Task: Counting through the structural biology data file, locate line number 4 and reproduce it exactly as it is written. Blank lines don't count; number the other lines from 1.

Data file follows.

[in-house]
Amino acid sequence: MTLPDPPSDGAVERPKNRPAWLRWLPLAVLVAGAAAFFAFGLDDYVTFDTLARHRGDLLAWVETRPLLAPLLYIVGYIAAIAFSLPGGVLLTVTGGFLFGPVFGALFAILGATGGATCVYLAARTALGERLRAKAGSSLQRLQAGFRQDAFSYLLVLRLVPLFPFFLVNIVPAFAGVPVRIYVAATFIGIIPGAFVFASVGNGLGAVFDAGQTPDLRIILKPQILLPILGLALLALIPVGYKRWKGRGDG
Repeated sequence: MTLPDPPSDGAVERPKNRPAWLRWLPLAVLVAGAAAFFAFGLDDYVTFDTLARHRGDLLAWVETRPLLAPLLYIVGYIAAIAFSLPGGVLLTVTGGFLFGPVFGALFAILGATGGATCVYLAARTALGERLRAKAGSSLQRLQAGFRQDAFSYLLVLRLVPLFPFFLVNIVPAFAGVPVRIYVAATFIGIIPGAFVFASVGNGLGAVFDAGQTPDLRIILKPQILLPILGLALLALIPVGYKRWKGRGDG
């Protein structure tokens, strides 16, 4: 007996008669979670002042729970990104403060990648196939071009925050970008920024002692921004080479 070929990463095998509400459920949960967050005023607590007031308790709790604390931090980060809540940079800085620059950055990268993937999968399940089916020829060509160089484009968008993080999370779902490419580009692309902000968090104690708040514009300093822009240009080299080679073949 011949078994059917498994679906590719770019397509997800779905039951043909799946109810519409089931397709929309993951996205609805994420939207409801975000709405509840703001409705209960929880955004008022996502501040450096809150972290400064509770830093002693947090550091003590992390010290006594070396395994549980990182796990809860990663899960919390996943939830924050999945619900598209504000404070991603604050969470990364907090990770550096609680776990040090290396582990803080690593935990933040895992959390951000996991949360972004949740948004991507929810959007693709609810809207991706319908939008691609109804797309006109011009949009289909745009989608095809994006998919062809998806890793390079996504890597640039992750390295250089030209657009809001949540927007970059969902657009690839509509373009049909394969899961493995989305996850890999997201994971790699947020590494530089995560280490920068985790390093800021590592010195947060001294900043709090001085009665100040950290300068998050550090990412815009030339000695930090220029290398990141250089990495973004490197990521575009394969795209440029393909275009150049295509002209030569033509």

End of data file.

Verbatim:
């Protein structure tokens, strides 16, 4: 007996008669979670002042729970990104403060990648196939071009925050970008920024002692921004080479 070929990463095998509400459920949960967050005023607590007031308790709790604390931090980060809540940079800085620059950055990268993937999968399940089916020829060509160089484009968008993080999370779902490419580009692309902000968090104690708040514009300093822009240009080299080679073949 011949078994059917498994679906590719770019397509997800779905039951043909799946109810519409089931397709929309993951996205609805994420939207409801975000709405509840703001409705209960929880955004008022996502501040450096809150972290400064509770830093002693947090550091003590992390010290006594070396395994549980990182796990809860990663899960919390996943939830924050999945619900598209504000404070991603604050969470990364907090990770550096609680776990040090290396582990803080690593935990933040895992959390951000996991949360972004949740948004991507929810959007693709609810809207991706319908939008691609109804797309006109011009949009289909745009989608095809994006998919062809998806890793390079996504890597640039992750390295250089030209657009809001949540927007970059969902657009690839509509373009049909394969899961493995989305996850890999997201994971790699947020590494530089995560280490920068985790390093800021590592010195947060001294900043709090001085009665100040950290300068998050550090990412815009030339000695930090220029290398990141250089990495973004490197990521575009394969795209440029393909275009150049295509002209030569033509």